“We did two takes in the studio — we record everything live, as quickly as possible, always — and I liked both takes equally, so I put one take in each speaker,” he continues. “It’s, you know, twice as heavy that way, literally. 1 + 1 really equals 2 in this case. It is suitably dense as a result. The record lives forever, so I believe anything goes to make the vision sound the way it needs to.”
Walter also shared some further thoughts about the group’s rebirth in a brief Q&A.
In the later years of the first Luttenbachers run, you were heading in a hyper-complex direction, whereas this record as a whole is much rawer and more minimal — closer to the band’s early-to-mid-Nineties phase. How did the sound of this new incarnation develop?
When I was toying with reforming the band, I knew it had to be for the right reasons. The music, number one, had to be worthy of the name. To do this, and be a working unit, I needed the right people. I have worked with these guys in various groupings extensively, as far back as a decade, so they all understand my unreasonable musical and personal demands tacitly.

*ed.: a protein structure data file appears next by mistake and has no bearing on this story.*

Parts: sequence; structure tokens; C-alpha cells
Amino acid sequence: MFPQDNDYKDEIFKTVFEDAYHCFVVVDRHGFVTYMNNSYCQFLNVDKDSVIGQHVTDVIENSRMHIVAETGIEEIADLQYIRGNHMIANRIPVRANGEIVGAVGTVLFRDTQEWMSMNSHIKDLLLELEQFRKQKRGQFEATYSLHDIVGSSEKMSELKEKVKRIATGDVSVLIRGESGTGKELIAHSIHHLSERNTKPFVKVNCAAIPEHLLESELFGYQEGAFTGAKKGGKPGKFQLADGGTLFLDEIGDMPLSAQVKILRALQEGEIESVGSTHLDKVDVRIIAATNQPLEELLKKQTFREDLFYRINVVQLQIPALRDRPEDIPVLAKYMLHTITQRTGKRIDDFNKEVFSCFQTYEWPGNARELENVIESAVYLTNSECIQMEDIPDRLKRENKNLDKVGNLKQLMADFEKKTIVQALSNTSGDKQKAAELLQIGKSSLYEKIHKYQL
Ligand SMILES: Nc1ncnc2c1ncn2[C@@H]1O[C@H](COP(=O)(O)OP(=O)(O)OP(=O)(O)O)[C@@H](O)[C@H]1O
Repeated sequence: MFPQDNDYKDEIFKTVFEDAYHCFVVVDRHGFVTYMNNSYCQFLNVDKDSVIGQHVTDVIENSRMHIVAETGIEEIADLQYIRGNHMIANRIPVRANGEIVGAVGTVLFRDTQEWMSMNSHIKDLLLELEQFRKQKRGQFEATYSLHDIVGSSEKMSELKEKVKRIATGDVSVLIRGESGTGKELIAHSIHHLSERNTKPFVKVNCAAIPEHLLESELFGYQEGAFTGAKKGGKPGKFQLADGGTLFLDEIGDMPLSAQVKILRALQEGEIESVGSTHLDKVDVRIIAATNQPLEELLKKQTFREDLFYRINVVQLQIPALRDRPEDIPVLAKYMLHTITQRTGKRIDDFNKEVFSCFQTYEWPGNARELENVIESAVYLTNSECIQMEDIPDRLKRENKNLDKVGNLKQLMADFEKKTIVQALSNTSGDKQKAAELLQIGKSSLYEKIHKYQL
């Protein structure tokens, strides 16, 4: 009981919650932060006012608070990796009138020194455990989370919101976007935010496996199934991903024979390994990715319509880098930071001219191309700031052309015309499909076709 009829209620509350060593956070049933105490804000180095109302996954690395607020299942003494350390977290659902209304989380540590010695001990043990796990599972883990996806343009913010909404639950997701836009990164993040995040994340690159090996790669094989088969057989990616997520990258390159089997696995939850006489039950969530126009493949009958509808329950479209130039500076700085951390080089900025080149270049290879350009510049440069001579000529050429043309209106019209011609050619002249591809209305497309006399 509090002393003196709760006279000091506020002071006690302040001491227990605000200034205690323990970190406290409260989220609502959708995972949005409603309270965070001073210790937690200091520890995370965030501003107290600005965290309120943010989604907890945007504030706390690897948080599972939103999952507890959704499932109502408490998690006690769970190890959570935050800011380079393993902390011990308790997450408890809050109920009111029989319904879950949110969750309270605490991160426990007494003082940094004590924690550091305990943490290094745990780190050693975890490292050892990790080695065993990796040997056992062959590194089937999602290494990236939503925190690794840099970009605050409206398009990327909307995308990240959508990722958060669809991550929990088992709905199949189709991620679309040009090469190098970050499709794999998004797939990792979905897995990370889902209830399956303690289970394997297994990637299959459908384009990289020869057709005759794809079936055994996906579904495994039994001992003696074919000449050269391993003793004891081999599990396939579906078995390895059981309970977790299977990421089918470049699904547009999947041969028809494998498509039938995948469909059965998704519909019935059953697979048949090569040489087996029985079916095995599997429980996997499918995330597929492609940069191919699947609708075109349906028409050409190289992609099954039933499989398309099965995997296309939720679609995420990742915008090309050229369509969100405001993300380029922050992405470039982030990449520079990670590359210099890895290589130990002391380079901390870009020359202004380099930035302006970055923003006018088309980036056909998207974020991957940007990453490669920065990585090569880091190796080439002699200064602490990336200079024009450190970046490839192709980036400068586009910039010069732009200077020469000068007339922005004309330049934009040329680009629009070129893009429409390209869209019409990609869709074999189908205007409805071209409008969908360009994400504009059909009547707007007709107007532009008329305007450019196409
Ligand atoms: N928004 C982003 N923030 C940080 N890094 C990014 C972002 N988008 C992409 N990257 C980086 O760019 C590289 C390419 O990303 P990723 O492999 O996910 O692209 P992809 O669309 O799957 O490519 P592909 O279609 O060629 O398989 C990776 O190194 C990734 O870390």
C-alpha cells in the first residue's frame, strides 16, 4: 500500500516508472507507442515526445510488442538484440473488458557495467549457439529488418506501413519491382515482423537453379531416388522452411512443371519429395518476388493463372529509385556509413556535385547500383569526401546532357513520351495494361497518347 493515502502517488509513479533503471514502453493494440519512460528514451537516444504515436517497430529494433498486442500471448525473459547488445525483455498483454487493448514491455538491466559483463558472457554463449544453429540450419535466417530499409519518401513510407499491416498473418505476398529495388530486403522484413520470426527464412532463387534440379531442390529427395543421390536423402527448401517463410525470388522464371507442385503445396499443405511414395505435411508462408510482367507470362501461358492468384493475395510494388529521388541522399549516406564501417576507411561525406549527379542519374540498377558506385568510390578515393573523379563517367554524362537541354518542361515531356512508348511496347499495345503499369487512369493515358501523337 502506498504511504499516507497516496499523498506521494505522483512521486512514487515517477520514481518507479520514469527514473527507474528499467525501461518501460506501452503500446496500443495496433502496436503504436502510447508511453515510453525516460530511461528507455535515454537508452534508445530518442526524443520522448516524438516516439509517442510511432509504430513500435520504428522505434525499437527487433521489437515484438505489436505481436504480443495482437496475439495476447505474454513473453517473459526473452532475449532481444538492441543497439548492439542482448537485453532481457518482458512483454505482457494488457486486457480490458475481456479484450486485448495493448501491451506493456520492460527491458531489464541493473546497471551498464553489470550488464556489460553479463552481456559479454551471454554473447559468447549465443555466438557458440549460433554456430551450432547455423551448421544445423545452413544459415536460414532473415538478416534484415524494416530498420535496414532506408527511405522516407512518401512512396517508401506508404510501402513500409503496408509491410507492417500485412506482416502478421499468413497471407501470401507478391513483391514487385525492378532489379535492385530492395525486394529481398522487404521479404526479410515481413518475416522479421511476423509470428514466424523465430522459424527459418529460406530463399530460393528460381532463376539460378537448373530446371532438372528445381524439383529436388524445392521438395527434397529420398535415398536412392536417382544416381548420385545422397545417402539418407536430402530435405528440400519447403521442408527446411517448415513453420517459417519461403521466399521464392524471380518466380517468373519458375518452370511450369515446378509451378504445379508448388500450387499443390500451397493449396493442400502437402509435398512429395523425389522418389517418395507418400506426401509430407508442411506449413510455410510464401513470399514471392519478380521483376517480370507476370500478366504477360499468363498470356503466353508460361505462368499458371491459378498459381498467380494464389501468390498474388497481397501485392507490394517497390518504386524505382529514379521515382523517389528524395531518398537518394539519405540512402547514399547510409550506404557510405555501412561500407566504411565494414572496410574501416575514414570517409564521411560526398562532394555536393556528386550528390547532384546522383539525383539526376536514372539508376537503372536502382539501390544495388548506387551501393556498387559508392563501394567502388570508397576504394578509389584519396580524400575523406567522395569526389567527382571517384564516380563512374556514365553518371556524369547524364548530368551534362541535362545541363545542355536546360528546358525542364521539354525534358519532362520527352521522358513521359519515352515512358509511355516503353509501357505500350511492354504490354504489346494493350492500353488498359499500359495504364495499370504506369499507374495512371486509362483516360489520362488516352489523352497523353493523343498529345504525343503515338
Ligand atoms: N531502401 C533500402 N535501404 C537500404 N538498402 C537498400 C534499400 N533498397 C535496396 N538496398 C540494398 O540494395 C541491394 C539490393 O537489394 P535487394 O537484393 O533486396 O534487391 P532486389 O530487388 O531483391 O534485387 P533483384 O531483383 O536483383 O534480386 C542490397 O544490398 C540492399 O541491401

There was no conscious intent to revisit past modes of Luttenbachers musicmaking, but when we put this together, I knew I wanted to do a lot of improvising, particularly in a sort of post–Ornette Coleman Prime Time sort of harmolodic vein, so there’s a ton of that on the record.
There are a lot of practical limitations to what we can do as a working class avant-garde unit with limited resources in the ever-expensive, über-yuppified current New York City, so, this band is based more on strong musical personalities, rather than the need to waste tons of time rehearsing complex music and not necessarily getting a better or more effective end result. Honestly, I don’t think our current audience has the goddamn leisure time to sit around and endlessly ponder my magnificent, baroque chamber abstractions — times are tough and money is a bitch, so we’re firing from the gut right now, not the cerebellum. It’s not to say that we won’t do more technically complex stuff (there are some things like this which will show up on the next record), but the current M.O. is a good nexus for us and it was arrived at naturally. I created frameworks for the players to do their things and be themselves. We’re all complicated, noisy, aggressive weirdos, obviously.
What drew you to each of these players for this new version of the band? Was the whole album written with Matt, Brandon and Tim in mind?
We’re all on a page in terms of our tastes, intent, skills, aspirations and anger, so it kind of made sense for us to do this together. The music didn’t really have them personally in mind per se, however they can play anything and the music allows a lot of space for them to express themselves, so it’s more about freedom than control right now. After the written stuff is executed, anything goes! As the group further finds its voice, the music will incorporate that naturally. The spirit of the Flying Luttenbachers is to push music to extremes on every level, and these guys do it easily.